I recently joined several Ohio Corn Growers Association (OCGA) board members on a trip to Washington, D.C. The goal was to engage legislators in discussions about issues central to Ohio’s 20,000-plus corn farmers in our nation’s capital.
During our visit, we met with all 20 members of the Ohio delegation (18 representatives and two senators) including special events with Rep. Marcy Kaptur and Sen. Sherrod Brown. We also met with administrators of organizations such as the EPA, USDA and Risk Management Agency.
Driving home the fact that agriculture is Ohio’s No.1 industry, it was important for me to reiterate that voters in rural and urban districts alike are directly affected by its continued growth and success.
On behalf of OCGA and Ohio agriculture at large, we participated in constructive discourse about three integral issues:
- Extension of the Volumetric Ethanol Excise Tax Credit (VEETC) – This blender’s tax credit provides $.45 for each gallon of ethanol blended with gasoline and expires at the end of this year. The credit provides thousands of jobs, fuels economies and helps the U.S. to meet its mandated biofuels-production standard. The elimination of this credit will result in a 38-percent jobs and production loss. VEETC brings dollars back to the U.S. Treasury in the billions, eliminates more than $22 billion in oil imports and has led to a reduction of farm payments of more than $10 billion. Despite the success of the ethanol industry, some members of the Ohio delegation want its advancement to end – even delegates from areas where corn represents the largest economic portion of their district.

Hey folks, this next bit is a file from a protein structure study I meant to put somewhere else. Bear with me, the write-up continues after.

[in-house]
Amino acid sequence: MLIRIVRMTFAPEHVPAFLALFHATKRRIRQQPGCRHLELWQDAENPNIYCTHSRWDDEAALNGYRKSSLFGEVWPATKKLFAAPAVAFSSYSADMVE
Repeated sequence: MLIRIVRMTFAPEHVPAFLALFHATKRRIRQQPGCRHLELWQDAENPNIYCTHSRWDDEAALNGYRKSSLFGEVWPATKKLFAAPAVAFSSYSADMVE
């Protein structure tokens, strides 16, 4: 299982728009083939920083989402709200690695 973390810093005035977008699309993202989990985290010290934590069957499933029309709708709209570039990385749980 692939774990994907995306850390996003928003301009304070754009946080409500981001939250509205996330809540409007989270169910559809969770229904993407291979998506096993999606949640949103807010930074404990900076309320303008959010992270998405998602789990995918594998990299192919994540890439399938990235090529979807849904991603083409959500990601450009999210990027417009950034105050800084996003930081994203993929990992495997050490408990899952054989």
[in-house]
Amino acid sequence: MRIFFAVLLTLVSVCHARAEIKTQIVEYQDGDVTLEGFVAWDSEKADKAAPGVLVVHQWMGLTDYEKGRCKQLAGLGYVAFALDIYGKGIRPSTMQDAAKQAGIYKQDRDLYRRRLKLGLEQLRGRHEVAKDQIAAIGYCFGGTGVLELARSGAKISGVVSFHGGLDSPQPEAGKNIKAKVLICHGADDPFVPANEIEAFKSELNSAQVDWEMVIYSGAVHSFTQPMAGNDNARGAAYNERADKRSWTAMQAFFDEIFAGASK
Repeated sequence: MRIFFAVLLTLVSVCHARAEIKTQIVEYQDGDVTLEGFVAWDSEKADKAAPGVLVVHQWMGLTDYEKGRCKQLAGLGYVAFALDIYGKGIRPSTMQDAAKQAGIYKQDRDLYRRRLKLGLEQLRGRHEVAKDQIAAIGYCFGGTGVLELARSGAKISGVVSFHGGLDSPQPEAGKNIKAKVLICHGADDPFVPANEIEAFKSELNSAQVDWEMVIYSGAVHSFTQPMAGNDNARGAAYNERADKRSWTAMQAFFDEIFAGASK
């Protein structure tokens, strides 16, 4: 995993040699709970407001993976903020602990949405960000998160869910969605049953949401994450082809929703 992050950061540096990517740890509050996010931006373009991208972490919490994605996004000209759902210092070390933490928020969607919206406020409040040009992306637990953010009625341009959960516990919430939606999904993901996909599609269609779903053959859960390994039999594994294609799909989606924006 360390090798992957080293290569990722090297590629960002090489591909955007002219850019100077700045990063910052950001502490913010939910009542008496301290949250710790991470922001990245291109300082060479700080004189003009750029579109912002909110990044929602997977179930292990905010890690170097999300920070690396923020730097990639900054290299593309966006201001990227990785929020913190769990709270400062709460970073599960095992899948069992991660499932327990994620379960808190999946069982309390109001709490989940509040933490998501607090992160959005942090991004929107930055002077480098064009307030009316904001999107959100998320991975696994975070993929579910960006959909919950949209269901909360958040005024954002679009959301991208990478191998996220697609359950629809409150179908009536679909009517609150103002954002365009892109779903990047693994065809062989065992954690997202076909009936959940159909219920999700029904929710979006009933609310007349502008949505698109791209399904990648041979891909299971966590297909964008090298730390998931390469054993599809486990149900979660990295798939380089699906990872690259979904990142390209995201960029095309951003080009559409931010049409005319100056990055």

- Indirect Land Use – Corn is unfairly blamed for the destruction of rainforests in countries such as Brazil for the production of corn ethanol. Our own research and travels to Brazil brazenly dispute these facts. Corn farmers are utilizing technology and innovation to grow more corn using fewer acres. The public needs to be educated about these truths to bolster the reputation of our farmers.
- Expanding International Markets – OCGA supports a one-way trade expansion to provide food to Cuba. This in no way reflects a support of the Cuban government. Instead, it provides significant economic opportunities for our nation by easing simple restrictions on food, medical supplies and travel to allow for easier exports.
OCGA will continue to advocate its stance regarding these issues, and we will also continue to be a resource for legislative issues concerning agriculture. Ohio policymakers must support the interests of the industry that is the foundation of the state.
In the coming weeks, OCGA will be kicking off a grassroots-activism plan that will encourage consumers to get involved in the legislative process. We cannot let D.C. policymakers take farmers for granted.